The Yellow Pages are Dead

Perhaps a better title for this post would be “should I advertise in the Yellow Pages“.  For those of born before 1980, I think this is best demonstrated by asking the question, “do you know anyone under 25 with a land line?”.

Yellow PagesIf that question doesn’t mean anything to you, I’ll explain. The phone company produced a directory of everyone who owned a land line. In the front of the book were white-pages where individuals were listed. In the back of the book was a section printed on yellow paper for business owners. In larger markets, these “yellow pages” were broken out into a separate book.

This directory listed name, address and phone numbers and was “public information”and perhaps most important, it was distributed to every home that had a land line (…know anyone under 25 with a land line?).

The phone company no longer has a lock on this information. The listings, business and residential, are now readily available through numerous websites. And while one could argue that aging land line users might be inclined to visit these sites, a phone call is no longer the  primary means for remote research and communication. People looking for products and services are more interested in the detailed information that is readily available through search or on a company’s website than what is contained in a phone listing.

I am tempted to go into a rant about the exorbitant fees the phone company charged for print ads in these books, when it had a virtual lock on this business, but to be fair there were real costs associated with the ink and paper required to produce the book. However, the phone company has tried to extend this pricing model to the Internet, but I don’t think the return justifies the price they are asking for these listings.

Similar money will buy significant exposure for your business in Google AdWords where there is far more people searching for good and services. And unlike the phone companies flat monthly rate for a directory listing, with AdWords  there is a direct relationship between what you pay and the amount of traffic you receive; you can readily identify the number of people who actually saw your ad, visited you site as a result; and the number of visits resulting in a sale.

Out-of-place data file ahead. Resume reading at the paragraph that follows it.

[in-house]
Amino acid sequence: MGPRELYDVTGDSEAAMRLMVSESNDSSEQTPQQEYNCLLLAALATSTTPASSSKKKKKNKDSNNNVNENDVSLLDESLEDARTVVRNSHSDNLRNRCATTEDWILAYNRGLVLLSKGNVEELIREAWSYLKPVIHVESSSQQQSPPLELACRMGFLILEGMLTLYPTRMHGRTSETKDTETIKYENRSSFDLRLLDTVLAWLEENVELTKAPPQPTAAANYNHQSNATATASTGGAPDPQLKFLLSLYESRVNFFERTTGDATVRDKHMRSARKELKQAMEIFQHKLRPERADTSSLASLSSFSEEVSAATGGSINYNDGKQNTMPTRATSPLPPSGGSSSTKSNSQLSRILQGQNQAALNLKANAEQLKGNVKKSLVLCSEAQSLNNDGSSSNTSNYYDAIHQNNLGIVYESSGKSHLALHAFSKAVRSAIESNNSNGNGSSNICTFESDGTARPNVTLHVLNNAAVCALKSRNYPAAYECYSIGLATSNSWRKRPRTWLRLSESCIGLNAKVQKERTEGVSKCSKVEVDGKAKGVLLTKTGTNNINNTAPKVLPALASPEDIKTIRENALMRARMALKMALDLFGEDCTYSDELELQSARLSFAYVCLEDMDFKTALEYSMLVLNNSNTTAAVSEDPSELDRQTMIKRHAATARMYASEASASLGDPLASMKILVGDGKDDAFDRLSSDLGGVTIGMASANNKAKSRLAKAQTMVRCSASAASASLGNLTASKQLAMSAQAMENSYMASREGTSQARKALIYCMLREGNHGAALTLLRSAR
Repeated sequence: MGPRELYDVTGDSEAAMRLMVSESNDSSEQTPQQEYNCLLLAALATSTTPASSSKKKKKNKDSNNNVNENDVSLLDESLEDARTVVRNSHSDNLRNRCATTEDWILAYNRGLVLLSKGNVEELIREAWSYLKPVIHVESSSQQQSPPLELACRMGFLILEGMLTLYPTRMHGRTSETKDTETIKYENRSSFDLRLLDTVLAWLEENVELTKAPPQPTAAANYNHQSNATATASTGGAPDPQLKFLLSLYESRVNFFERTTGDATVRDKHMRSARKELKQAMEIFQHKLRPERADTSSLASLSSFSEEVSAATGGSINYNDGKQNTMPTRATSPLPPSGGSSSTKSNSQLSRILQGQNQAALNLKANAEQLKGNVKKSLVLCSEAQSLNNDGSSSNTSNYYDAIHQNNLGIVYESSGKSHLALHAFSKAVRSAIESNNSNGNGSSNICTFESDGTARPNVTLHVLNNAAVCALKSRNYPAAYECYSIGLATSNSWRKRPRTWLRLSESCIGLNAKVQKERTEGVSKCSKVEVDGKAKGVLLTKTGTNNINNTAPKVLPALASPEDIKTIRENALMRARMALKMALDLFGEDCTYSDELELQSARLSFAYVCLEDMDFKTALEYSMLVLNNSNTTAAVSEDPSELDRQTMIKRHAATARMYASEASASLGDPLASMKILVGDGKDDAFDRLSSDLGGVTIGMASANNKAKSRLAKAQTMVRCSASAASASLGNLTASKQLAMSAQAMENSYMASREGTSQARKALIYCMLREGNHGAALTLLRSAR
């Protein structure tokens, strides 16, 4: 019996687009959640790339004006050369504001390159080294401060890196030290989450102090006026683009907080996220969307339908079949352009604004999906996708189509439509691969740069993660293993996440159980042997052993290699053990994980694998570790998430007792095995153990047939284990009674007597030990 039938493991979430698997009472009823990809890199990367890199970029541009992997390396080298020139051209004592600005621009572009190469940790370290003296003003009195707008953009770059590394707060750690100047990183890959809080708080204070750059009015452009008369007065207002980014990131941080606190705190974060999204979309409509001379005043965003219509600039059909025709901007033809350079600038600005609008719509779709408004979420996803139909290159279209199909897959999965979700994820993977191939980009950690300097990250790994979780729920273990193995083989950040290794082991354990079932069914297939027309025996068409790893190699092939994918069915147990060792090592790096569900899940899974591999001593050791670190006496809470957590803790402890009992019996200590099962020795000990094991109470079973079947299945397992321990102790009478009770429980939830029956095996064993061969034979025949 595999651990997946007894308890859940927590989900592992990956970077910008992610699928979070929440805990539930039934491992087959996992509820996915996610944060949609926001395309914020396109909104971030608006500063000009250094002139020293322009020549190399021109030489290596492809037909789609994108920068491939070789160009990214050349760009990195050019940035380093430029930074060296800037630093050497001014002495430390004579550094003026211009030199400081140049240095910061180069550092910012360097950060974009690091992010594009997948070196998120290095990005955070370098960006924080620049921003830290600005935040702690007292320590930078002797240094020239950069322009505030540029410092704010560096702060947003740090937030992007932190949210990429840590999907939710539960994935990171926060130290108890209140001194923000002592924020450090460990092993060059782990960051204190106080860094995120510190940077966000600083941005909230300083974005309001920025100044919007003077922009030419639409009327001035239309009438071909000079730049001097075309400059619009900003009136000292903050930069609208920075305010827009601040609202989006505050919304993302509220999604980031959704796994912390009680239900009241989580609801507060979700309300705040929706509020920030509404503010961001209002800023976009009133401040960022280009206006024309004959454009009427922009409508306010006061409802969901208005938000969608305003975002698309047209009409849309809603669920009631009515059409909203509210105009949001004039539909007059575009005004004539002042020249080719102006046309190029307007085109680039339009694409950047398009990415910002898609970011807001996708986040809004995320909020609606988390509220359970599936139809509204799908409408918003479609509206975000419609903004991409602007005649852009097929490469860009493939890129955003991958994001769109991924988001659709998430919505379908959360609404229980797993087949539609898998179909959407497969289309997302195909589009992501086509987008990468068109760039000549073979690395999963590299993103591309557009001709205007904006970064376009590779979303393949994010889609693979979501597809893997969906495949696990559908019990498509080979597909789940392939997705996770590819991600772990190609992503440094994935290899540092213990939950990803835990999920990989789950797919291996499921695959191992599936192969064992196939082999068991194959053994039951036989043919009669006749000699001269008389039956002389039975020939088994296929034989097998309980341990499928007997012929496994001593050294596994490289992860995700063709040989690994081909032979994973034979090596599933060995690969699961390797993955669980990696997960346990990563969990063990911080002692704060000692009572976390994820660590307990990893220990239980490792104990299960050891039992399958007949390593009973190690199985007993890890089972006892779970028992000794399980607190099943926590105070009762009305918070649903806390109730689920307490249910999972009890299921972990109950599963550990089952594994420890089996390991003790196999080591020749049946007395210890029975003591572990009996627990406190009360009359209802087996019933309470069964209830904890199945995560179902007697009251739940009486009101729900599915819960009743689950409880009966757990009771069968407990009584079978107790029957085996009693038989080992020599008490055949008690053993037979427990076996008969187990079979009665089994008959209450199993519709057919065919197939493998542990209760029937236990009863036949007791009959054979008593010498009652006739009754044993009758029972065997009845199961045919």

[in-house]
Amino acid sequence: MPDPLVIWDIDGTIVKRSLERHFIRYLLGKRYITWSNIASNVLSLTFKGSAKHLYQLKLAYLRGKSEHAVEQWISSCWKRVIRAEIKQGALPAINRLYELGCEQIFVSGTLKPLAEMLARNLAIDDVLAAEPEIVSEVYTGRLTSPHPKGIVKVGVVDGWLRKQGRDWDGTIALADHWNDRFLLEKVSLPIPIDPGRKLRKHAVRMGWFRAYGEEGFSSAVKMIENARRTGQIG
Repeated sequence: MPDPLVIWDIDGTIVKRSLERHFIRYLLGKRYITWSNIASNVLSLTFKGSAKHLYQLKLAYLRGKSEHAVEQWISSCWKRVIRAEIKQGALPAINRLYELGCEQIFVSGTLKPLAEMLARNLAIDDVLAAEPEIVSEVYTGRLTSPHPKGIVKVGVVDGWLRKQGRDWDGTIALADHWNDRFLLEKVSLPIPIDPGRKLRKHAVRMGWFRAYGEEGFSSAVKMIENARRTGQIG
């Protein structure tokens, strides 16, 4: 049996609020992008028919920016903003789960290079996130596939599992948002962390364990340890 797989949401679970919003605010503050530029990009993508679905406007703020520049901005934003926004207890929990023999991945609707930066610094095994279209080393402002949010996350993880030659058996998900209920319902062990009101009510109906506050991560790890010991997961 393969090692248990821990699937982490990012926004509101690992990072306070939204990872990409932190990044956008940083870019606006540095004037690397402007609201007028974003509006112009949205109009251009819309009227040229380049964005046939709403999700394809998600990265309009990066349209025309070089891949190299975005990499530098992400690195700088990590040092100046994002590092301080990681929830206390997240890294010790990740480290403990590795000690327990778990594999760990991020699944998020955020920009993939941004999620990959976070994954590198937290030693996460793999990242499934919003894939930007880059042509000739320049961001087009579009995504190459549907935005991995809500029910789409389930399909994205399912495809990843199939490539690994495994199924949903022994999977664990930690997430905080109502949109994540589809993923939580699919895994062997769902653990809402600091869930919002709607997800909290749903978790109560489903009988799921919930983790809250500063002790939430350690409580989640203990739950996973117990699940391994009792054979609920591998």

If you are considering advertising in the Yellow Pages (on-line or print), I suggest you consider what a 2011 Yelp survey revealed  about how business owners feel about yellow pages in the digital age.

Only 24% of our 3,500+ respondents said “Yes” to the question, “Are yellow page phone books still relevant?”

That’s quite a find. Here are some others:

1) Most business owners don’t think yellow page phone books are useful to them:

“Yellow page phone books are useful to me as a business owner.”

  • Agree – 11%
  • Somewhat Agree – 17%
  • Somewhat Disagree – 19%
  • Disagree – 52%

2) Only about 10% of business owners use yellow page phone books more than once per month; 3 out of 4 don’t use it at all:

How many times per month do you rely on a yellow page phone book to find a local business?

  • “Zero” – 75%
  • “Once” – 14%
  • “Between two and four times” – 8%
  • “Five or more times” – 3%

3) Very few business owners believe customers find them using a yellow page phone book.

Estimated percentage of customers who find me using a yellow page phone book.

  • “0%” – 43%
  • “1-25%” – 47%
  • “26-50%” – 5%
  • “51-75%” – 3%
  • “76-99%” – 1%
  • “100%” – 0.1%

The conclusion:  Business owners have clearly observed the shrinking relevance of yellow page phone books.

Is there a place for directories? Sure, some businesses will never have a website and for these businesses on-line directories such as Yelp and Google Places are essential.